Pear Therapeutics teams up with Ironwood for GI-focused digital therapeutics

doctor in hospital hallway using smartphone
Pear Therapeutics submitted its third product, for insomnia and depression, to the FDA for review this past July. (vectorfusionart/Shutterstock)

Prescription digital therapeutic developer Pear Therapeutics is expanding its app-based platform to conditions outside of the brain and mental health through a gastrointestinal disease-focused collaboration with Ironwood Pharmaceuticals. 

The new project comes two weeks after Sandoz pulled out of its commercialization agreement with the 2018 FierceMedTech Fierce 15 winner, as Novartis’ generics division moves to reallocate resources to its core businesses. 

Ironwood’s gastrointestinal franchise, meanwhile, includes the FDA-approved Linzess in partnership with Allergan. The drug is currently indicated for irritable bowel syndrome (IBS) and chronic constipation, and it’s also being studied in other IBS-related abdominal symptoms and pediatric constipation.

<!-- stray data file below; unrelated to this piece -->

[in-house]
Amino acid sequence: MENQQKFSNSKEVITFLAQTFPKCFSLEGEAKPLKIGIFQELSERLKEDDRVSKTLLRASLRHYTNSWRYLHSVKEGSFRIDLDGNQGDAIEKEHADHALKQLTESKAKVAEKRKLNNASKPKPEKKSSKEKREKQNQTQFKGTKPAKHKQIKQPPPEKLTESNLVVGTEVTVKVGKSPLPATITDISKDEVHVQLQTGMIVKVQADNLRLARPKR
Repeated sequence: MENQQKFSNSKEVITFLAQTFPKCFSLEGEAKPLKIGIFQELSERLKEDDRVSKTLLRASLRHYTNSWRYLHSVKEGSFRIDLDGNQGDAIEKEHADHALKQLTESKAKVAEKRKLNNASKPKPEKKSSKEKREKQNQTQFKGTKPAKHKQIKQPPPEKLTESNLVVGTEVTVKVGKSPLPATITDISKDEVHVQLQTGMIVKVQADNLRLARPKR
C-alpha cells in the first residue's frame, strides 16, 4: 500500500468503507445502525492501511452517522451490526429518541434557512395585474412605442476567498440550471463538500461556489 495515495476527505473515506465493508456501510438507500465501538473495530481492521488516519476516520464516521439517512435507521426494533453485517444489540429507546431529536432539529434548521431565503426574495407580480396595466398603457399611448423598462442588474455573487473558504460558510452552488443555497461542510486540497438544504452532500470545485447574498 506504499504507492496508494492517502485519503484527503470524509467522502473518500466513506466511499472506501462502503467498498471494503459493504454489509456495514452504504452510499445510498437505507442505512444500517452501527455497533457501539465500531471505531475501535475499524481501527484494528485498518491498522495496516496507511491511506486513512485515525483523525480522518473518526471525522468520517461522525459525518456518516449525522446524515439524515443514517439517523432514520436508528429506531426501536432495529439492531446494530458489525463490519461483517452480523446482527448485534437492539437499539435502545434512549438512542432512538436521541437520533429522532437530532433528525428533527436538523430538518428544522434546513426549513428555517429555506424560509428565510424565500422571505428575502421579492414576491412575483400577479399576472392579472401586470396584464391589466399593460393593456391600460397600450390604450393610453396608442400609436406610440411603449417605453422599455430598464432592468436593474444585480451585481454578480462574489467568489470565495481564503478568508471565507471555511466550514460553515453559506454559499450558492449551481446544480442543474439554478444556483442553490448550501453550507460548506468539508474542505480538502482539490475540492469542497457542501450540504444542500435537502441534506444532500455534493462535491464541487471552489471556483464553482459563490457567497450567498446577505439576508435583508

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RELATED: Novartis' Sandoz drops out of prescription app deal with Pear Therapeutics

The company is also pursuing a separate, mid-phase treatment for abdominal pain associated with IBS and diarrhea through its Allergan partnership, MD-7246—as well as IW-3718, an internal candidate for persistent gastroesophageal reflux disease.  

Pear Therapeutics’ president and CEO, Corey McCann, said there’s a “compelling clinical rationale” for the addition of digital apps to the treatment of these kind of diseases, as well as in clinical drug development. “This represents an important step for Pear and broadens our pipeline to diseases outside the central nervous system and into a range of chronic conditions,” McCann said in a statement

RELATED: Ironwood to slim down, split into 2 distinct companies

Pear currently maintains FDA-approved digital therapeutics for substance abuse and opioid use disorders and submitted a third product for insomnia and depression to the agency for review this past July. Pear’s pipeline also lists several programs in the discovery or proof-of-concept phases, including in post-traumatic stress disorder, epilepsy, cognition, schizophrenia and pain as well as early work in inflammation, oncology and cardiovascular disease.

“This agreement represents an attractive opportunity to develop first-in-class products that could help patients with GI diseases reach better outcomes,” said Ironwood President Tom McCourt, describing the work with Pear as an “innovative new treatment modality.”

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